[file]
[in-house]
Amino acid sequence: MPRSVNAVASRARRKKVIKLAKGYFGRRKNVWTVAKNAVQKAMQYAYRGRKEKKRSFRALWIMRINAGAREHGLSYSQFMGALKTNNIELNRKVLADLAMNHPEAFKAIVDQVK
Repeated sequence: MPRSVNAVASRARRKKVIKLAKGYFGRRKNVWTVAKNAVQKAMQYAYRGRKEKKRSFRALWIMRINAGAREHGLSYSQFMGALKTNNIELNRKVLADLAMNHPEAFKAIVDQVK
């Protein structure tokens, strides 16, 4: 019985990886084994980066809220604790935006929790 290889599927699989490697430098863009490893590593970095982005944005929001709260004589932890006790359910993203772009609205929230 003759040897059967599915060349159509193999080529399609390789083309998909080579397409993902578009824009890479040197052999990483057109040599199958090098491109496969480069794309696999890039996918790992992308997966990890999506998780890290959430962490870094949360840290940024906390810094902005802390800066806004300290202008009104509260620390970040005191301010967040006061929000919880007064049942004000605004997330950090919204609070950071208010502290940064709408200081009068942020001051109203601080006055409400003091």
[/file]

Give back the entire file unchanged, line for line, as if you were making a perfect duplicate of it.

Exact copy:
[in-house]
Amino acid sequence: MPRSVNAVASRARRKKVIKLAKGYFGRRKNVWTVAKNAVQKAMQYAYRGRKEKKRSFRALWIMRINAGAREHGLSYSQFMGALKTNNIELNRKVLADLAMNHPEAFKAIVDQVK
Repeated sequence: MPRSVNAVASRARRKKVIKLAKGYFGRRKNVWTVAKNAVQKAMQYAYRGRKEKKRSFRALWIMRINAGAREHGLSYSQFMGALKTNNIELNRKVLADLAMNHPEAFKAIVDQVK
């Protein structure tokens, strides 16, 4: 019985990886084994980066809220604790935006929790 290889599927699989490697430098863009490893590593970095982005944005929001709260004589932890006790359910993203772009609205929230 003759040897059967599915060349159509193999080529399609390789083309998909080579397409993902578009824009890479040197052999990483057109040599199958090098491109496969480069794309696999890039996918790992992308997966990890999506998780890290959430962490870094949360840290940024906390810094902005802390800066806004300290202008009104509260620390970040005191301010967040006061929000919880007064049942004000605004997330950090919204609070950071208010502290940064709408200081009068942020001051109203601080006055409400003091």